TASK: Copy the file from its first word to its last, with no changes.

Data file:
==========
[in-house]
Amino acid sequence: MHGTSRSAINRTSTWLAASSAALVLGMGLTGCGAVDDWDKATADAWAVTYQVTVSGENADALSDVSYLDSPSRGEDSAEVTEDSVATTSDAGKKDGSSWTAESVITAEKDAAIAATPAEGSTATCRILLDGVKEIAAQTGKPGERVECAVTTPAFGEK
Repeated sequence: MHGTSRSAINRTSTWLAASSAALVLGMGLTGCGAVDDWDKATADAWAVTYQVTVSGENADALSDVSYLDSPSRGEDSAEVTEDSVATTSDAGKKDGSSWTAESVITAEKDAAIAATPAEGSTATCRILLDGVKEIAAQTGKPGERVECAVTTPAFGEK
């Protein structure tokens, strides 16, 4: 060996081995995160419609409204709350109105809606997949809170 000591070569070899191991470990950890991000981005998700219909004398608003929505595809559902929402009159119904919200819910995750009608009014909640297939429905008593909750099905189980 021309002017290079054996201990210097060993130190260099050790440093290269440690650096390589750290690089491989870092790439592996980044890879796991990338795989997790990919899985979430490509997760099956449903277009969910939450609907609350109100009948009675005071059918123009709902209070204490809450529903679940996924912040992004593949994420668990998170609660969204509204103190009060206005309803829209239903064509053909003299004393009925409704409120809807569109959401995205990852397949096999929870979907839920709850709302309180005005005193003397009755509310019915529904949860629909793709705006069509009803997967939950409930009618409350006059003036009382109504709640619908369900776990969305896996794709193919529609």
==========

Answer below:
[in-house]
Amino acid sequence: MHGTSRSAINRTSTWLAASSAALVLGMGLTGCGAVDDWDKATADAWAVTYQVTVSGENADALSDVSYLDSPSRGEDSAEVTEDSVATTSDAGKKDGSSWTAESVITAEKDAAIAATPAEGSTATCRILLDGVKEIAAQTGKPGERVECAVTTPAFGEK
Repeated sequence: MHGTSRSAINRTSTWLAASSAALVLGMGLTGCGAVDDWDKATADAWAVTYQVTVSGENADALSDVSYLDSPSRGEDSAEVTEDSVATTSDAGKKDGSSWTAESVITAEKDAAIAATPAEGSTATCRILLDGVKEIAAQTGKPGERVECAVTTPAFGEK
């Protein structure tokens, strides 16, 4: 060996081995995160419609409204709350109105809606997949809170 000591070569070899191991470990950890991000981005998700219909004398608003929505595809559902929402009159119904919200819910995750009608009014909640297939429905008593909750099905189980 021309002017290079054996201990210097060993130190260099050790440093290269440690650096390589750290690089491989870092790439592996980044890879796991990338795989997790990919899985979430490509997760099956449903277009969910939450609907609350109100009948009675005071059918123009709902209070204490809450529903679940996924912040992004593949994420668990998170609660969204509204103190009060206005309803829209239903064509053909003299004393009925409704409120809807569109959401995205990852397949096999929870979907839920709850709302309180005005005193003397009755509310019915529904949860629909793709705006069509009803997967939950409930009618409350006059003036009382109504709640619908369900776990969305896996794709193919529609």